We are prioritising five issues
    Jobs and fair pay
    Tax justice
    Industrial growth
    NHS, public services & social security
    Young people and the future
    The event takes place on International Women’s Day and the speakers at the rally following the march will also reflect on the disproportionate impact of austerity on women. The event starts at 11am at Clifford’s Tower and we hope you can join us on the day and help promote the event.
    For more information please visit

  20. Ian Tyler appointed as G4S ‘minder’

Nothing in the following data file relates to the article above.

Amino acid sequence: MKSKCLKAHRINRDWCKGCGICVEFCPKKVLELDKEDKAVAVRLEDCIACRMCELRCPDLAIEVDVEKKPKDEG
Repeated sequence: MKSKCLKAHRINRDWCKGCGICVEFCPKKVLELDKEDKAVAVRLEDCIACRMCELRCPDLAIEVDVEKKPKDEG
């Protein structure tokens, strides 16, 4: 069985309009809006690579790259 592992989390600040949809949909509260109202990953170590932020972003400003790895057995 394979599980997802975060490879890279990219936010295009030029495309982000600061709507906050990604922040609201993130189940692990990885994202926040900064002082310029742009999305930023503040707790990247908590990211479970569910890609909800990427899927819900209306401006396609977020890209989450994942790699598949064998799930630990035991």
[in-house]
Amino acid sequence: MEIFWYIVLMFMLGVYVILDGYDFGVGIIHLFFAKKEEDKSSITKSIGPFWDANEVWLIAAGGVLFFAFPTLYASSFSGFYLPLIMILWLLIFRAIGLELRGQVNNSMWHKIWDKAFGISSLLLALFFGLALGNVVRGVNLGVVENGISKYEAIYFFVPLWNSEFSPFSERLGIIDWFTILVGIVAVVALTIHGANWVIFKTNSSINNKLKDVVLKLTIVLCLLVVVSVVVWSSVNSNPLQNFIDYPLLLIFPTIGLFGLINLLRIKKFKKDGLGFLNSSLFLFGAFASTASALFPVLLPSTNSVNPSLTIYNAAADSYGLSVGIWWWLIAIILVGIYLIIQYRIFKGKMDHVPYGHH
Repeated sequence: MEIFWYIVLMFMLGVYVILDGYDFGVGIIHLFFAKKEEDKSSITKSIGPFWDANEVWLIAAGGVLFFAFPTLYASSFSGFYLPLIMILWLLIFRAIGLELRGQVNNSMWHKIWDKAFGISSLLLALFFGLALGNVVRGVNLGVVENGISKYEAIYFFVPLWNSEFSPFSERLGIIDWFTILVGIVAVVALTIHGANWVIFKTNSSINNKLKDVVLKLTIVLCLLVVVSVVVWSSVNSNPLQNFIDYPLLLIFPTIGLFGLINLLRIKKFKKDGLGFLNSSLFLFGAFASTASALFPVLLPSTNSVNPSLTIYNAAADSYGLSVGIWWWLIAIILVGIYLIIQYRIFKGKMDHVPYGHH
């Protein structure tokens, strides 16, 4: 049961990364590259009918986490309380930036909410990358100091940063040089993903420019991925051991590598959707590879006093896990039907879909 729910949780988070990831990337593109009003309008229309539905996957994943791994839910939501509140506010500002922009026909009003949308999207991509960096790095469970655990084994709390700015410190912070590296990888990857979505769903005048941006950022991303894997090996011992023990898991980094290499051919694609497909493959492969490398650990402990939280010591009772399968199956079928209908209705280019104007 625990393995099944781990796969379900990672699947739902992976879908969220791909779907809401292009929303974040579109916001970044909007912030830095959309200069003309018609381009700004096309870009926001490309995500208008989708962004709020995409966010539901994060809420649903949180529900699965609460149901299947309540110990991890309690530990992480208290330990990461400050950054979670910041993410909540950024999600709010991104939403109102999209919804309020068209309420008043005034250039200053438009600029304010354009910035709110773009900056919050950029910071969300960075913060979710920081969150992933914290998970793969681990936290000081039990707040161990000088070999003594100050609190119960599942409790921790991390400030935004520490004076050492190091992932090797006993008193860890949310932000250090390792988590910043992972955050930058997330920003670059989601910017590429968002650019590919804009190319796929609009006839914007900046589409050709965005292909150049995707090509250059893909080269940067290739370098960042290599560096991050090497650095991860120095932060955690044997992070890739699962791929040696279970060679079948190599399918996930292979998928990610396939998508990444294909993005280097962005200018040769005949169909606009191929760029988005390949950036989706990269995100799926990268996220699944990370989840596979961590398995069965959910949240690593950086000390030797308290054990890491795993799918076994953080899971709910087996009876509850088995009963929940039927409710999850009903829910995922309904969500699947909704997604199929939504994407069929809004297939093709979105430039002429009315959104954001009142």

By Sarah Neville and Gill PlimmerThe government has appointed a senior “minder” from the business world to oversee G4S, the distressed outsourcing company, as it seeks to satisfy ministers it is fit to take on further government contracts.The Financial Times has learnt that Ian Tyler, former chief executive of Balfour Beatty, will be appointed crown representative for G4S, assigned to work with the company as part of a Whitehall scheme intended to inject more commercial nous into public procurement.Bill Crothers, Whitehall chief procurement officer, said the aim was “to improve commercial performance and save money”. Six other business leaders, all known as “crown representatives”, will be announced on Tuesday, bringing the total number of external advisers to 21. However, it is highly unusual for a crown representative to look after a single company; most work with two or three.Mr Tyler, who will be paid £500 a day by the Cabinet Office, had already served on an oversight panel that concluded Serco, a rival outsourcing company that had been under government investigation, should be allowed to bid for fresh work.Mr Crothers made clear that G4S had yet to satisfy the government it had undertaken the “corporate renewal” necessary to restore its reputation in Whitehall.G4S is at the centre of an investigation by the Serious Fraud Office over whether it overbilled the taxpayer by £24m for electronic tagging and prison escort contracts.However, not only the company’s conduct but also the ability of civil servants to manage relationships with the outsourcer has come under scrutiny in recent months.The Cabinet Office has acknowledged the need to urgently improve commissioning skills, but credits measures such as the appointment of the crown representatives and more centralised procurement for the £3.8bn in efficiency savings it secured last year.Mr Tyler’s experience as chief executive of “a public company with diverse business interests working across different countries” would give him insights into G4S as the company sought to improve its performance, Mr Crothers suggested.“If you are the person representing government and having a conversation with that supplier you need to have gravitas, stature and, most importantly, experience. The more you can show empathy with the challenges the suppliers are going through, the better,” he added.While the company had yet to satisfy ministers it should win more work, “it is in the government’s interests to have as broad a supplier base and as competitive a market as possible. We are working to achieve that goal and we know that G4S’s senior leadership is working to achieve it too,” he added.Mr Tyler left Balfour Beatty last January following a profit warning the previous November. The company was forced to issue a second profit warning in April, blaming poor management in its UK division.He is also chairman of the housebuilder Bovis Homes, which is benefiting from government schemes to boost mortgage take-up such as Help to Buy. Mr Tyler is also executive director on the boards of BAE Systems, Cable & Wireless Communications and Cairn Energy.G4S declined to comment on Mr Tyler’s appointment.